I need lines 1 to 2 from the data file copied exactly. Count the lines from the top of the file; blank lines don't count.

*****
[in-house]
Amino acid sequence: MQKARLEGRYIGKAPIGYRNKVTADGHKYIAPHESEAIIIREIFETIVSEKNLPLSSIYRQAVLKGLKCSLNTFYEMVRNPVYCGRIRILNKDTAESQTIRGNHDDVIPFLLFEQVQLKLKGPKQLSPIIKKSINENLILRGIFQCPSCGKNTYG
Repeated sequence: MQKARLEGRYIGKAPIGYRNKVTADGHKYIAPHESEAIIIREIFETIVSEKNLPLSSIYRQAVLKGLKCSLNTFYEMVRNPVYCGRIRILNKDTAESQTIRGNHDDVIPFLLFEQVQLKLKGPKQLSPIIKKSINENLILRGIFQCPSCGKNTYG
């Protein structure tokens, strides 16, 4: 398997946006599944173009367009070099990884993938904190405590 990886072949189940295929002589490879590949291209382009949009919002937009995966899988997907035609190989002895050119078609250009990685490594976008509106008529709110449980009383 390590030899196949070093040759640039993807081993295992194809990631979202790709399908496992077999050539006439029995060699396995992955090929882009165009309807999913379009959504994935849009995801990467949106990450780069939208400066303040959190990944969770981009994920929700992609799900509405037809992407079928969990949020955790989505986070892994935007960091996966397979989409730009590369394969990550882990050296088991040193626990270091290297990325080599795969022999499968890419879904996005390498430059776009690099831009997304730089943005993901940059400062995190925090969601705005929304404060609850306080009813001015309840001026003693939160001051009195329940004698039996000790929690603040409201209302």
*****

[in-house]
Amino acid sequence: MQKARLEGRYIGKAPIGYRNKVTADGHKYIAPHESEAIIIREIFETIVSEKNLPLSSIYRQAVLKGLKCSLNTFYEMVRNPVYCGRIRILNKDTAESQTIRGNHDDVIPFLLFEQVQLKLKGPKQLSPIIKKSINENLILRGIFQCPSCGKNTYG